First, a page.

If you're healthy, and your pregnancy is going well, exercise is good for you and your growing baby. And exercise won't just benefit you now. Staying fit may also help you to cope with labour and birth when the time comes.
The important thing is to make sure that the exercise or activity that you do is fairly easy-going, and doesn’t involve the potential for any jolts or falls.Which type of exercise is best in pregnancy?It's safe to continue with most types of exercise, if you’re used to doing them. However, you should talk to your doctor, midwife or exercise instructor beforehand, just to make sure.
Aerobic exercise, such as swimming, brisk walking and aquanatal classes, are ideal. You can also do some types of muscle-strengthening exercises, such as pregnancy yoga and pilates. Make sure that your instructor is qualified and experienced in teaching pregnant women.
Is it for me? Tips about making your decision about Breastfeeding during Pregnancy and Tandem Nursing (Published on Kellymom.com)
Expect changes. Pregnancy has a tendency to lead to weaning, especially if nursing becomes painful or your milk supplies dwindle. Children have also been known to abruptly self-wean at the birth of the baby–or to turn around and un-wean when the milk comes in and begin nursing again like newborns. Then again, through it all, some nurslings don’t skip a beat.
When considering the safety of overlapping breastfeeding with your pregnancy, a breastfeeding-friendly midwife or obstetrician can make a huge difference. We still lack sufficient medical research to make definitive guidelines, although the research we do have is encouraging for well-nourished mothers. The American Academy of Family Physicians asserts that breastfeeding during a healthy pregnancy is a personal decision for the mother–indeed, that weaning before two years of age can increase a child’s risk of illness. Remember to ask yourself: Does this overlap feel harmonious within my body?
Have realistic expectations. Breastfeeding your older child can offer many gifts after a new baby joins the family, but tandem nursing can at times be stressful or difficult. Some of the variables that make the biggest difference–for instance, whether or not simultaneous nursing will work well for you–are hard to predict in advance. Above all, trust in your fundamental relationship with the older child, and not tandem nursing per se, to get you both through the shifts in your relationship.
Hold your nursling close as you dream about your next baby, and never doubt for a moment that you have what it takes to make the best choices for each of you as you go along.
Like most aspects of mothering small children, tandem nursing is an adventure. Here are some tips:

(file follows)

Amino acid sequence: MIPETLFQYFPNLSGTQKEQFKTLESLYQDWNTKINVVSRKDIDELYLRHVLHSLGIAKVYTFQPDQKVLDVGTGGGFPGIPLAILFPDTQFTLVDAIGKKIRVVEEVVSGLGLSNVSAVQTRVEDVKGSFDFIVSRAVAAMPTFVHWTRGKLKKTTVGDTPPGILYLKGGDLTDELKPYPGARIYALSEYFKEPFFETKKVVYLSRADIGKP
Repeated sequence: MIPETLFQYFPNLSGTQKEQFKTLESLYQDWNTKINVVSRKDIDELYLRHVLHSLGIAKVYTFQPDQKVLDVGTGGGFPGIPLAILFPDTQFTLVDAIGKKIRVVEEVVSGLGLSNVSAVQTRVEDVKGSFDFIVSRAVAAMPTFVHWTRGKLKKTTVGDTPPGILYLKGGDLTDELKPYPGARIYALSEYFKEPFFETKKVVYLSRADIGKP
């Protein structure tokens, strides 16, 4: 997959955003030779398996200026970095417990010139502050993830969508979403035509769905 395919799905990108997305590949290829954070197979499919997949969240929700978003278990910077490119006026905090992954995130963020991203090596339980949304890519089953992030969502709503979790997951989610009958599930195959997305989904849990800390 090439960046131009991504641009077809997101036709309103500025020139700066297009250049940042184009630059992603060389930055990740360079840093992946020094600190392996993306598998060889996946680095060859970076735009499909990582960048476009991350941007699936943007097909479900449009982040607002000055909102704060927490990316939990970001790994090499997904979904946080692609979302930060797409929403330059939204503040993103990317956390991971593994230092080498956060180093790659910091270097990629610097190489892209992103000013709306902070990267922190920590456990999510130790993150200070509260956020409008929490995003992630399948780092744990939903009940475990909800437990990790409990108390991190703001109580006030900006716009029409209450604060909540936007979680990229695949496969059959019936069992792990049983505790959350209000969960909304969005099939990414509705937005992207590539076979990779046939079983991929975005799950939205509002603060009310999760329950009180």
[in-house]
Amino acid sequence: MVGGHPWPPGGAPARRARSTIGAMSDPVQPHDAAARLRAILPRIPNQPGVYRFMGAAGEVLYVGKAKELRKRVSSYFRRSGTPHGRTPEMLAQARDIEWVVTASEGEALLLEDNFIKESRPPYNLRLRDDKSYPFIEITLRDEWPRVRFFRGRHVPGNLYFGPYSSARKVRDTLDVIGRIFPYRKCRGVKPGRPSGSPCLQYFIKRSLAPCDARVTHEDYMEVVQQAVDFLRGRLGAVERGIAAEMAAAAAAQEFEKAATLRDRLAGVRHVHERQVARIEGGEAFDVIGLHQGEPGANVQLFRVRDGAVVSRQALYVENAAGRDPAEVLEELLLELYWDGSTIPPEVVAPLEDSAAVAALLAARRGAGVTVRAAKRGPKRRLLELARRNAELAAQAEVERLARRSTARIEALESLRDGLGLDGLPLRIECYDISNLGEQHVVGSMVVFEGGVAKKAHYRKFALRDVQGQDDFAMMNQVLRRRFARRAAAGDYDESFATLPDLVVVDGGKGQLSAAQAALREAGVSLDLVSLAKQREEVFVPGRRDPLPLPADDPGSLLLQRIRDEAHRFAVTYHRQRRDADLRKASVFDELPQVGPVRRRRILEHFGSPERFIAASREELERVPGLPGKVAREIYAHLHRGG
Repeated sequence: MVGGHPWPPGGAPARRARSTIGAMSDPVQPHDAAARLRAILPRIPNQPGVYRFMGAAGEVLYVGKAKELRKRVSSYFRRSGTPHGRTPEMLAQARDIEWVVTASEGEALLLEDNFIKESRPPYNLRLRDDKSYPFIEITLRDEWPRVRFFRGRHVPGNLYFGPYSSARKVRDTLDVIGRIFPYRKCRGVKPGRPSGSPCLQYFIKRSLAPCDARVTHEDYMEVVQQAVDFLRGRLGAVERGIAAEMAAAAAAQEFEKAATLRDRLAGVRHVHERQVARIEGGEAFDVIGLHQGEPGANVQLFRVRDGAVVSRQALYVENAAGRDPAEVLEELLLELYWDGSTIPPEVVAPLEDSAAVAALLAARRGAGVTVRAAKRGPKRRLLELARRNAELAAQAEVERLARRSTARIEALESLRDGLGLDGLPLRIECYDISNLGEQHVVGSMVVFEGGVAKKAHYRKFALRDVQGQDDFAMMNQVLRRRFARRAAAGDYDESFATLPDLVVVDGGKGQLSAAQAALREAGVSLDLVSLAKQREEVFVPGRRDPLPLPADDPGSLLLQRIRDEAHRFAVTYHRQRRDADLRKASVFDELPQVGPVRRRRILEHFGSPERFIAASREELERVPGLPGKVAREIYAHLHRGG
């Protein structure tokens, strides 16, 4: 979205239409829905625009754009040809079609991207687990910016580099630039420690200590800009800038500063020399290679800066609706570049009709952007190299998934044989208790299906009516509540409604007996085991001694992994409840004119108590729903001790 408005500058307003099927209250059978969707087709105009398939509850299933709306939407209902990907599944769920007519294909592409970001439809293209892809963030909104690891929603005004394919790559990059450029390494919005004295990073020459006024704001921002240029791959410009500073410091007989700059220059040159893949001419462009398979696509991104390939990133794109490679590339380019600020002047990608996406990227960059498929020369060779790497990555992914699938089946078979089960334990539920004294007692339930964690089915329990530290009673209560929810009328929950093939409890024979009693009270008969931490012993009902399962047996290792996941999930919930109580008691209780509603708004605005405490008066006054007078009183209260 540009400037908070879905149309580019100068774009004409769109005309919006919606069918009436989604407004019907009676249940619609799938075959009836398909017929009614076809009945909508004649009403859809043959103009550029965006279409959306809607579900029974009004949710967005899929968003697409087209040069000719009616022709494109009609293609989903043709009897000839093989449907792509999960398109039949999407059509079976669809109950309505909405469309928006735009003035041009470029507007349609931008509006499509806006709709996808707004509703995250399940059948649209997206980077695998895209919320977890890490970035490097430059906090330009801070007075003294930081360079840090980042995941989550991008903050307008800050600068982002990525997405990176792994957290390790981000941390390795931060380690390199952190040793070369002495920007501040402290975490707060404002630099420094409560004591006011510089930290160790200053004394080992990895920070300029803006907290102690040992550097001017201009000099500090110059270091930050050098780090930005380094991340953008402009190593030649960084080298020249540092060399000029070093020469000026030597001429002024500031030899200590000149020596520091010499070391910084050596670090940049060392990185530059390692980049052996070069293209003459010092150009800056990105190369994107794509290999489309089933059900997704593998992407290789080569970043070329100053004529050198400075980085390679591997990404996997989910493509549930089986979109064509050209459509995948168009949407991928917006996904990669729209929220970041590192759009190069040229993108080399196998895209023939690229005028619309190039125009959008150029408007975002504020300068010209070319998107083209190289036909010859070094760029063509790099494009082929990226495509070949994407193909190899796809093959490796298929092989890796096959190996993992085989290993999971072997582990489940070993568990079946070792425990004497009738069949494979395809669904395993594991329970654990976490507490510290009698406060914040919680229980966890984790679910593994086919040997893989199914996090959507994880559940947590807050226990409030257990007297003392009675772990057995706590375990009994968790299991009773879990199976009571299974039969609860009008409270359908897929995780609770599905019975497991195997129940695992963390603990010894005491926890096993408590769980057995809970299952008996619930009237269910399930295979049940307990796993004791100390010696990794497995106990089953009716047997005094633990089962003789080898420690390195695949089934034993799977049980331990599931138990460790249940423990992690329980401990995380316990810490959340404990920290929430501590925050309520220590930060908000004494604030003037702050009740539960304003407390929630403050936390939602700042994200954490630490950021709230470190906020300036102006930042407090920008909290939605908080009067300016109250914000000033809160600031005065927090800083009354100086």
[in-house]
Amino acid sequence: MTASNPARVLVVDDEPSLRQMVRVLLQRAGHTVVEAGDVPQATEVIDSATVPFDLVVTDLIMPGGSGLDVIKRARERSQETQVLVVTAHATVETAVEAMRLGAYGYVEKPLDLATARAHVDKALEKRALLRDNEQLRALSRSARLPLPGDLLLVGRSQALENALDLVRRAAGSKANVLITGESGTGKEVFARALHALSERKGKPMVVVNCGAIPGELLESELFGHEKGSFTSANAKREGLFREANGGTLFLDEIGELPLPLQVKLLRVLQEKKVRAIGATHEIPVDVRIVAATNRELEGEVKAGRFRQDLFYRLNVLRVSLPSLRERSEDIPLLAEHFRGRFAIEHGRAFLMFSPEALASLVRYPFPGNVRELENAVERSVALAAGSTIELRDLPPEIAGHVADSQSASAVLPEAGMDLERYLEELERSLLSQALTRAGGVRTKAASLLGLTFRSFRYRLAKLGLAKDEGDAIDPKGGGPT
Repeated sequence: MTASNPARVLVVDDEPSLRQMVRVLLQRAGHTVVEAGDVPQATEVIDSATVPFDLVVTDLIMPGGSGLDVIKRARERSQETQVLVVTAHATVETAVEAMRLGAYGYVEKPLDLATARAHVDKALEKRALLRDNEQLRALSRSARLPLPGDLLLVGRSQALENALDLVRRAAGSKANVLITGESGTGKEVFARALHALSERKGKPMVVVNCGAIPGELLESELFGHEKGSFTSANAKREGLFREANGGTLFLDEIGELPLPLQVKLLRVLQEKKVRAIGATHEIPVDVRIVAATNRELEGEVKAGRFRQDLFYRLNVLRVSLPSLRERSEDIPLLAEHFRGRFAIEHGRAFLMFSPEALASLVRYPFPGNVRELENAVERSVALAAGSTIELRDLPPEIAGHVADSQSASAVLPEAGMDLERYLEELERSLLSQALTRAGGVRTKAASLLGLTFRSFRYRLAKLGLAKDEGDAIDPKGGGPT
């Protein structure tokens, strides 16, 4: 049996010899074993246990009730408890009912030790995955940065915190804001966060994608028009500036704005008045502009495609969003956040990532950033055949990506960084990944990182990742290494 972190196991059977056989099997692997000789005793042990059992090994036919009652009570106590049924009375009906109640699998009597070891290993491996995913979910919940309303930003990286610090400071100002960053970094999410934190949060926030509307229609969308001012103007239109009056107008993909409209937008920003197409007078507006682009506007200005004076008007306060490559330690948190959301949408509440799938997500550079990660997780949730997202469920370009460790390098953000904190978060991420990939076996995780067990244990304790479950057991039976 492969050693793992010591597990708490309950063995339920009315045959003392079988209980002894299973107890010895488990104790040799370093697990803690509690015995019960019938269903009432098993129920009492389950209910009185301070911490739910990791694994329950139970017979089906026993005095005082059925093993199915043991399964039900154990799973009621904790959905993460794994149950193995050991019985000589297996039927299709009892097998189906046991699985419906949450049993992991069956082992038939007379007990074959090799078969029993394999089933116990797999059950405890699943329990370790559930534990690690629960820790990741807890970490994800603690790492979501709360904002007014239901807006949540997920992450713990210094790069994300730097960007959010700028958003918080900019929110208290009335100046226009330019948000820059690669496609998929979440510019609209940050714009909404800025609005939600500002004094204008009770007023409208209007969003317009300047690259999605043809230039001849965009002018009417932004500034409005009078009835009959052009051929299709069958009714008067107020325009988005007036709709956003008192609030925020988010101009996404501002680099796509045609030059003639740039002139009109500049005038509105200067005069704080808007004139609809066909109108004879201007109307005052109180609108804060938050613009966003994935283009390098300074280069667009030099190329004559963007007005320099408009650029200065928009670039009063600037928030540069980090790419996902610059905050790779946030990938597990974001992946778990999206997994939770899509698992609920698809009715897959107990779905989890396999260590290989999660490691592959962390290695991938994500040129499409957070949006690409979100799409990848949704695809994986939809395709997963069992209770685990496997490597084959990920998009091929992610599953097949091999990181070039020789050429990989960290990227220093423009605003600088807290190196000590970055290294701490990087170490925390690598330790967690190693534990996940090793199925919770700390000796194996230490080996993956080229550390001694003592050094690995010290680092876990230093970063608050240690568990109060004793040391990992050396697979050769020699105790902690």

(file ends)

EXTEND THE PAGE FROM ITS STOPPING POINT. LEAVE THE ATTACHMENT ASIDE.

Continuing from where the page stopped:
Find some other tandem mamas. Hearing about a range of experiences can help you decide if tandem nursing might be for you, and a support network of tandem mamas will serve you well as you go along. One place to start is your La Leche League group. You can find local groups internationally at www.lalecheleague.org. You can also find tandem-nursing moms on the www.mothering.com message boards.
Take stock of your self-care resources: Do you have access to the nutrition, rest, and support you will need to make breastmilk, grow a baby, and enjoy your pregnancy? Breastfeeding your older child can help you make the most of couch-bound mothering–a much-needed energy-saver if you’re battling pregnancy fatigue or caring for a newborn–but good self-care is essential.
Are you ready to try to conceive your second child, but still enjoying a breastfeeding relationship with your firstborn? Or perhaps you are breastfeeding your child over a kicking baby belly? If so you are not alone—far from it. In a study of 179 mothers who had breastfed for at least six months, 61% had also breastfed during a subsequent pregnancy.1 Of these, 38% went on to nurse both newborn and toddler postpartum, an arrangement known as “tandem nursing.”
If you are eager to avoid unnecessary weaning, you have good reason. Human milk provides important nutritional and immunological boosts for as long as a child nurses. Indeed, weaning before the age of two has been found to raise a child’s risk of illness.2 American Academy of Pediatrics recommends a minimum of one year of breastfeeding, and the World Health Organization calls for two years or more. Moreover, continued breastfeeding can be helpful to your toddler’s adjustment to a new baby. Besides, what better way to rest your tired pregnant body while caring for an active baby or toddler?
In contemplating the healthiness of an overlap you will want to consider how breastfeeding is fitting in with your needs for rest, adequate pregnancy weight gain, and your overall sense of well-being. You will do well to take into account that breastfeeding can be painful or agitating for many mothers for some or all of pregnancy, leading some mothers to push for weaning. The milk tends to dwindle by mid-pregnancy, some children self-wean in response, while others don’t seem to care.
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